Question
Alex Kogan · Mar 5

After saving swizzled objects, is it possible to open a direct ref and verify saved data without closing the original parent.

I have a quick question regarding swizzled objects.

I have an original object, say Object a, I am working with.

I set a property a.something.somethingother.somethingelse.myNewProperty  to some value x.

Then at some point I am saving a and continuing to work with it.  I assume here by saving a, I saved myNewProperty as well. (as it should work)

At some point  I would like to make certain that I have correct value in my myNewProperty, so since I happen to know it's ID I 
open it directly:
Set ref=##class(somethingelse).%OpenId(Id)
but when I try to look at my ref.myNewProperty it seem to be displaying the value of a.something.somethingother.somethingelse.myNewProperty 
and not value of ref.myNewProperty.    

I am not certain if there is an answer, but would like to know if it is possible or that it is not possible without closing my parent ref a.

Thank you

Product version: IRIS 2020.1
20
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If I understand what you're asking correctly, this is a really great question that hits on a kind of tricky aspect of ObjectScript/persistence. In short, if you already have a persistent object in memory (with a variable, say thingOne, assigned to it), and you open the same ID again and assign another variable to it (say, thingTwo), the OREF will be reused - both variables will point to the same object, and that one in-memory instance of the object can be modified via either variable. This can easily lead to some confusing scenarios.

Here's a quick demonstration of the fact:

Class DC.Demo.OREFOIDDemo Extends %Persistent
{

Property Foo As %String;

ClassMethod RunDemo()
{
    Do ..%KillExtent()
    
    Set thingOne = ..%New()
    Set thingOne.Foo = "Bar"
    Do thingOne.%Save()
    
    Set thingTwo = ..%OpenId(thingOne.%Id())
    Set thingTwo.Foo = "Baz"
    
    Write !,"thingOne = ",thingOne
    Write !,"thingTwo = ",thingTwo
    Write !,"thingOne.Foo = ",thingOne.Foo
    Write !,"thingTwo.Foo = ",thingTwo.Foo
}

}

Running the method produces the output:

Do ##class(DC.Demo.OREFOIDDemo).RunDemo()

thingOne = 18@DC.Demo.OREFOIDDemo
thingTwo = 18@DC.Demo.OREFOIDDemo
thingOne.Foo = Baz
thingTwo.Foo = Baz

It may surprise you that thingOne.Foo has also been set to "Baz" - but as you can see, thingOne and thingTwo reference the same object.

Note that if for some reason I wanted to know the current persisted value of thingOne.Foo, I could use:

thingOne.FooGetStored(thingOne.%Id())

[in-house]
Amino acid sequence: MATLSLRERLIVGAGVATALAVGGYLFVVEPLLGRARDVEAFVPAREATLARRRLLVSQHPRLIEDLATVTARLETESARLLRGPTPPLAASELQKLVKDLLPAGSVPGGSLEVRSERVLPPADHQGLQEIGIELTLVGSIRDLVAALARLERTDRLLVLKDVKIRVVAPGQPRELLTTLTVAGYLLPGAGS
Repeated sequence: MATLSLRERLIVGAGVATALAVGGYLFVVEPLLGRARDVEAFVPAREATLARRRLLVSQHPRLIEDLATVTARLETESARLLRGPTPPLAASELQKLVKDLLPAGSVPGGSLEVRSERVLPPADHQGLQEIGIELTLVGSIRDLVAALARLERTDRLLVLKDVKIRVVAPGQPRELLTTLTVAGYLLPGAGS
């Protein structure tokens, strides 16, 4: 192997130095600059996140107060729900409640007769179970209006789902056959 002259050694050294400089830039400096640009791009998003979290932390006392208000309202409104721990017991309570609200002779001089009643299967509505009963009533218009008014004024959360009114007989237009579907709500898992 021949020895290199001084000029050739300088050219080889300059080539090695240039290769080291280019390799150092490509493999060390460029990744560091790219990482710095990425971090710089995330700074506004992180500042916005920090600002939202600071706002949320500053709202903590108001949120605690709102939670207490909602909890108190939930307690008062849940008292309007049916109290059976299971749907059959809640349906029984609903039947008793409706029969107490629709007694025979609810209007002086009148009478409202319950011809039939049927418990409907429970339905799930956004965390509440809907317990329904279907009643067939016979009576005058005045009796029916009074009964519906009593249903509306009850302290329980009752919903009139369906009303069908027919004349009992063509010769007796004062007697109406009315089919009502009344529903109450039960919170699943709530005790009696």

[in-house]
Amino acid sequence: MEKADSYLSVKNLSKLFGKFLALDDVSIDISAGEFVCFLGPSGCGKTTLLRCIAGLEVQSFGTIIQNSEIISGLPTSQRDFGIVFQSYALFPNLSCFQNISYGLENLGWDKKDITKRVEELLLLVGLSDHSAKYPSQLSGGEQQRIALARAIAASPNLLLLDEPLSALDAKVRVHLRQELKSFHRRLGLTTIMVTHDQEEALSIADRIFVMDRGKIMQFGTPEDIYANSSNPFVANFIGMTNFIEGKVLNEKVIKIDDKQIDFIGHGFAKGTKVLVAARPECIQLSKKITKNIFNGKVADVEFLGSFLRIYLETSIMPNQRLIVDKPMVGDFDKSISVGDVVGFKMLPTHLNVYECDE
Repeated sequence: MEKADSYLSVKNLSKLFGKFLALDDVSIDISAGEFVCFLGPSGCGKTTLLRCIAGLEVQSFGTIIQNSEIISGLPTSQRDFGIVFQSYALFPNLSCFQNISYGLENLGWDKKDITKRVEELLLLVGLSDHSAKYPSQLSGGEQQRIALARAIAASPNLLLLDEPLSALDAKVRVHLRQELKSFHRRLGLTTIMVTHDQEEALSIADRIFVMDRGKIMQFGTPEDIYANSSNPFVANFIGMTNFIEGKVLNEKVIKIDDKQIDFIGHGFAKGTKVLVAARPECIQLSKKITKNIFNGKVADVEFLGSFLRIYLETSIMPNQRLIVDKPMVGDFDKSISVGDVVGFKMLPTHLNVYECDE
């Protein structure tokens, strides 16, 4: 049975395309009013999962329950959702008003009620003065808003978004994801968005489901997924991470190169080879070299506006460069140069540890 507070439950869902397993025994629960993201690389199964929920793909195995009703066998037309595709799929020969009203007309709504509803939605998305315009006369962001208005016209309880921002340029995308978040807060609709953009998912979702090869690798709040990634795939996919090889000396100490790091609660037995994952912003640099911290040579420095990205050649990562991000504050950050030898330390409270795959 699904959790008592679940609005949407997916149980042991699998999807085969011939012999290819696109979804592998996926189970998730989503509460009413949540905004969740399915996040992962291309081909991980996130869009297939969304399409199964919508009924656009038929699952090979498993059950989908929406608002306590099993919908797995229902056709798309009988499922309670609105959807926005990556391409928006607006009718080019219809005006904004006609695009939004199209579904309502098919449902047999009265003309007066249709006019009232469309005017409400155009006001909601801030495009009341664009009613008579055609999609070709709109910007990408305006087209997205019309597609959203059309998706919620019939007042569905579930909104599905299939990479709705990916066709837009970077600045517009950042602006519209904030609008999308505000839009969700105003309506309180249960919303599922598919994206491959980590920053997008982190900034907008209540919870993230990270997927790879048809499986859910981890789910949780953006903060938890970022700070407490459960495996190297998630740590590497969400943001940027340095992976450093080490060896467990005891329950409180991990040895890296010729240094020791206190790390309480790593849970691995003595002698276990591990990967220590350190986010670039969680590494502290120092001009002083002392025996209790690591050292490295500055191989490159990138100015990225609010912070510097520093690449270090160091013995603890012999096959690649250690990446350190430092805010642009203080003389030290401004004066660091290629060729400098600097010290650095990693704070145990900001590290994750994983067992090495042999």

If what you're describing is actually that a deep save isn't working, this might just be something else entirely. :)

In communication outside of this thread, turns out the issue stemmed from a failed %Save() - something like:

Class DC.Demo.OREFOIDDemo Extends %Persistent
{

Property Foo As %String(VALUELIST = ",Bar");

ClassMethod RunDemo()
{
    Do ..%KillExtent()
    
    Set thingOne = ..%New()
    Set thingOne.Foo = "Bar"
    Do thingOne.%Save()
    Set thingOne.Foo = "Baz"
    Do thingOne.%Save()
    
    // Later, and elsewhere, because thingOne happens to be in memory,
    // it appears that the value "Baz" has been persisted:
    
    Set thingTwo = ..%OpenId(thingOne.%Id())
    
    Write !,"thingOne = ",thingOne
    Write !,"thingTwo = ",thingTwo
    Write !,"thingOne.Foo = ",thingOne.Foo
    Write !,"thingTwo.Foo = ",thingTwo.Foo
    
    Write !,"thingOne.FooGetStored(thingOne.%Id()) = ",thingOne.FooGetStored(thingOne.%Id())
    
    Do thingTwo.%Reload()
    Write !,"After thingTwo.%Reload(), thingOne.Foo = ",thingOne.Foo
    Write !,"After thingTwo.%Reload(), thingTwo.Foo = ",thingOne.Foo
}

}

Which produces output:

Do ##class(DC.Demo.OREFOIDDemo).RunDemo()
thingOne = 15@DC.Demo.OREFOIDDemo
thingTwo = 15@DC.Demo.OREFOIDDemo
thingOne.Foo = Baz
thingTwo.Foo = Baz
thingOne.FooGetStored(thingOne.%Id()) = Bar
After thingTwo.%Reload(), thingOne.Foo = Bar
After thingTwo.%Reload(), thingTwo.Foo = Bar

I like the GetStored answer, which would work perfect in my case to make certain the child is stored properly.  

In my real life example, the original save used %Save(0) and therefore did not save somethingelse.myNewProperty, but it was still displaying the correct value when I was (ref it directly) and writing it out, as it was getting it from memory.